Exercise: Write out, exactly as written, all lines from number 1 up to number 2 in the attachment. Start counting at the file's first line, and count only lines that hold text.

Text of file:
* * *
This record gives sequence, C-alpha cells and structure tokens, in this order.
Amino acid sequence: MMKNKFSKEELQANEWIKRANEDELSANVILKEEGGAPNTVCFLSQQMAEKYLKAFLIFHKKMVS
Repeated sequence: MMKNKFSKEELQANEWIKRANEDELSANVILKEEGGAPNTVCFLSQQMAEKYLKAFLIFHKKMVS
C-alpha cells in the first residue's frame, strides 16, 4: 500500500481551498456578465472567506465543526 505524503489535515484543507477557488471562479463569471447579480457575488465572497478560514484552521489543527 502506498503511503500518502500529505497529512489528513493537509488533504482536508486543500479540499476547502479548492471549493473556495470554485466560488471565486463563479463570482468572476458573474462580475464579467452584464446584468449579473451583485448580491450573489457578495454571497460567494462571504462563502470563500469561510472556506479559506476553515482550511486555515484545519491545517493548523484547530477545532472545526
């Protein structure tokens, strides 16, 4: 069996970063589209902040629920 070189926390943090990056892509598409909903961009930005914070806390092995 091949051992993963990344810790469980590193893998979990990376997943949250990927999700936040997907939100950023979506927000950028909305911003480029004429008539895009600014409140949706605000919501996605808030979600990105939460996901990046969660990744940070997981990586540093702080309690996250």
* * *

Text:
This record gives sequence, C-alpha cells and structure tokens, in this order.
Amino acid sequence: MMKNKFSKEELQANEWIKRANEDELSANVILKEEGGAPNTVCFLSQQMAEKYLKAFLIFHKKMVS